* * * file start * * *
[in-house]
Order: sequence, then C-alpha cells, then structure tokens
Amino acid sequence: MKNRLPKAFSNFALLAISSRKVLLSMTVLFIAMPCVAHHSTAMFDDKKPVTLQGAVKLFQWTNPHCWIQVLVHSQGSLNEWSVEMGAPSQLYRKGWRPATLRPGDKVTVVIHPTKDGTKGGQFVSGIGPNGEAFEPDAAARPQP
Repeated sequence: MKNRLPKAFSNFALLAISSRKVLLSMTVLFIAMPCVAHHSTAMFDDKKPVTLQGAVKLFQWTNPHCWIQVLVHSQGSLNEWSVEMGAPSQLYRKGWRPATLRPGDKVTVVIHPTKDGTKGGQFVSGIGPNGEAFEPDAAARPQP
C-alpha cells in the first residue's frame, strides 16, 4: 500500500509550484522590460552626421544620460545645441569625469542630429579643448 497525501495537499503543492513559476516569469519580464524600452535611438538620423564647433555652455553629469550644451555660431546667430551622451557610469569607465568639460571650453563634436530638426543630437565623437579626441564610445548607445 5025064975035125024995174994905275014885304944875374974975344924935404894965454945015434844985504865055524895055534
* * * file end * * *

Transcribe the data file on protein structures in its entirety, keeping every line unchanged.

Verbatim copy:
[in-house]
Order: sequence, then C-alpha cells, then structure tokens
Amino acid sequence: MKNRLPKAFSNFALLAISSRKVLLSMTVLFIAMPCVAHHSTAMFDDKKPVTLQGAVKLFQWTNPHCWIQVLVHSQGSLNEWSVEMGAPSQLYRKGWRPATLRPGDKVTVVIHPTKDGTKGGQFVSGIGPNGEAFEPDAAARPQP
Repeated sequence: MKNRLPKAFSNFALLAISSRKVLLSMTVLFIAMPCVAHHSTAMFDDKKPVTLQGAVKLFQWTNPHCWIQVLVHSQGSLNEWSVEMGAPSQLYRKGWRPATLRPGDKVTVVIHPTKDGTKGGQFVSGIGPNGEAFEPDAAARPQP
C-alpha cells in the first residue's frame, strides 16, 4: 500500500509550484522590460552626421544620460545645441569625469542630429579643448 497525501495537499503543492513559476516569469519580464524600452535611438538620423564647433555652455553629469550644451555660431546667430551622451557610469569607465568639460571650453563634436530638426543630437565623437579626441564610445548607445 5025064975035125024995174994905275014885304944875374974975344924935404894965454945015434844985504865055524895055534